Human-centered design flips the burden of requirements onto the contractor instead of the client.

If you’re an Agilist, you are probably nodding along and reminding yourself of one of the Manifesto’s core values, “customer collaboration over contract negotiation.”

As Waterfall and traditional project management methods wane in adoption, interpretations of what Agile is and how to apply it will innovate in and of itself. Human-centered design is part of Agile version 2.0.

Taking advantage of human-centered design is difficult. Clients and contractors don’t necessarily speak the same “language,” especially as technological expectations and limitations have inflated to an unsustainable pace for human minds. Understanding human-centered design requires understanding the human condition, which can turn philosophical instead of practical very quickly.

Getting this innovation right will take time and practice.

To do:

  • Read this Wired article that gives a great overview of how to start off with human centered design.
  • Practice human-centered design techniques on non-essential, non-critical projects before rolling it out. As of now, I would recommend trying this only on integrated Agile or DevOps teams because of its added complexity.
  • Document your findings and iterate. Human-centered approaches at this scale have yet to really spark best practices lists, so see what works for you and your team and become a thought leader on the topic.


2. The trough of disillusionment: Resource management

“They’re people!”

Dave West, the CEO of, is completely fed up with the idea of “resource management,” and rightly so. Resource management is a term that is old and corporate.

According to Gartner, the formal definition of resource management is:

Resource management leverages both proven and emerging techniques to dynamically optimize the use of available human resources to achieve business objectives. Techniques that improve individual productivity and team performance are within the scope of resource management, as are techniques to manage resource demand.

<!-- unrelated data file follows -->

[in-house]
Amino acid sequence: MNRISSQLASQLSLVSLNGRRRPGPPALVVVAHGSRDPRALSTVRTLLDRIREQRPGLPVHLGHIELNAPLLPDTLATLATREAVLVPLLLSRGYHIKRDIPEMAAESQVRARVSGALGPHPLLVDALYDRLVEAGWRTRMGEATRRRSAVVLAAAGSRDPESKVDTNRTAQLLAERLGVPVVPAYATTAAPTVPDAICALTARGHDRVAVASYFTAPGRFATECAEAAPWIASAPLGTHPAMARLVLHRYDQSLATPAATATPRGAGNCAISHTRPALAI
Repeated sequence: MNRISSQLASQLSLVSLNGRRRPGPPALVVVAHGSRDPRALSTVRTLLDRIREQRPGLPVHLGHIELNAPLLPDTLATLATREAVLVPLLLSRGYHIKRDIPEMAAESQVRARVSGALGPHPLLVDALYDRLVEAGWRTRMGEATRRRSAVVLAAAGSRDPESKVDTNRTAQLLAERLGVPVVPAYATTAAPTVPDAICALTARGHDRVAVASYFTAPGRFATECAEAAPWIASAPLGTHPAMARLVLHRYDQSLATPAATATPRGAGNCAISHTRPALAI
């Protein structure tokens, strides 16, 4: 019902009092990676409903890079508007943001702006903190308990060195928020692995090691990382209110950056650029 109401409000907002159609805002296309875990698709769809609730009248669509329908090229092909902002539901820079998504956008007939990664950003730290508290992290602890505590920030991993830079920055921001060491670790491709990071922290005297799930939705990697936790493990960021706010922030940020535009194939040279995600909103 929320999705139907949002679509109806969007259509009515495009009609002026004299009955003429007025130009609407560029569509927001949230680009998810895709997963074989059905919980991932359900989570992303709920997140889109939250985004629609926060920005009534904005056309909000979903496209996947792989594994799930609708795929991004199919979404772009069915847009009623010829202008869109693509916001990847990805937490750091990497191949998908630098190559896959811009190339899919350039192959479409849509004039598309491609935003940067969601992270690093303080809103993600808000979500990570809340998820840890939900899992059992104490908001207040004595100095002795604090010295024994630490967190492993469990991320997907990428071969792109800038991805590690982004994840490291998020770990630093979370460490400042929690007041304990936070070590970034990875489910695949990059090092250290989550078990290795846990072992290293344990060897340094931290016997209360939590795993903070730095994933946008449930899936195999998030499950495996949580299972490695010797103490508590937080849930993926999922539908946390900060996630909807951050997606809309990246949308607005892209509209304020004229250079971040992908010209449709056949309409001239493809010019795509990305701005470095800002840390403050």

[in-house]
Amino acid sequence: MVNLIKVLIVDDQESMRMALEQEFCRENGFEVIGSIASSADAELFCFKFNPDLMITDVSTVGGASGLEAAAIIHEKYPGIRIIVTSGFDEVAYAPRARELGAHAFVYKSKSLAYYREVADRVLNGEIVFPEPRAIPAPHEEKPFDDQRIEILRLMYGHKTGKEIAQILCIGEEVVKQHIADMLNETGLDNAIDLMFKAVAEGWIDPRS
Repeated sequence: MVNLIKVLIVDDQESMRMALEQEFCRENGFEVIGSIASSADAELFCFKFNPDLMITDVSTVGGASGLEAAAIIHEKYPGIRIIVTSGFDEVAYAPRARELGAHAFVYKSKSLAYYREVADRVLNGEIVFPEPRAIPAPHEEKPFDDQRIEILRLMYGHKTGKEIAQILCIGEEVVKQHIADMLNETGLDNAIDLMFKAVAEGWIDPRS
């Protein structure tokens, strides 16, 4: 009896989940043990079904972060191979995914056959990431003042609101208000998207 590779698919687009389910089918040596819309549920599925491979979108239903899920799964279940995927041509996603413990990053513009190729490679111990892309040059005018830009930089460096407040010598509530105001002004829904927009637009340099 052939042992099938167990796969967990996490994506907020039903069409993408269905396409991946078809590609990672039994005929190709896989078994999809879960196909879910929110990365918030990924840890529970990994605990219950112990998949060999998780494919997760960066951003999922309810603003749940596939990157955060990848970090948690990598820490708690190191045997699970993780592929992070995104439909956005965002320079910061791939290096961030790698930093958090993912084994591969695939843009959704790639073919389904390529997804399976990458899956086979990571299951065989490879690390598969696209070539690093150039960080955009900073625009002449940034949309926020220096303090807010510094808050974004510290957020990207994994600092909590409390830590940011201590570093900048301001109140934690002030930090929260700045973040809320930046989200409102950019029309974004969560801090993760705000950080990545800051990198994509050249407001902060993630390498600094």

Ugh, talk about being a cog in the wheel.

If you’re wondering how resource management became popular in the first place, think about manufacturing—or even just the traditional business environment. People need to be used most effectively to get things done. There is entire field of resource management software (often a feature in project management software, as well) dedicated to “optimizing” how your people work.

Dave West has it right, though. They’re people. Software cannot account for variability in the human condition.

Companies want an absolute: “Perfect Employee Management,” one where people are intrinsically motivated to use their time in ideally portioned periods to benefit the business—with a genuine, I-love-my-job smile wide across their face.

What’s happened is that quantitative metrics have forced businesses to lose sight of that end goal. Managers are focused on clocked hours, outputs, and raw revenue. That’s not people focused. That’s business focused.

Oh hey, it’s Agile again, reminding us that project managers should care about “individuals and interactions over processes and tools.”

Sure, resource management tools can help, but only if the leadership, techniques, and nuanced workforce understanding already exists.

To do: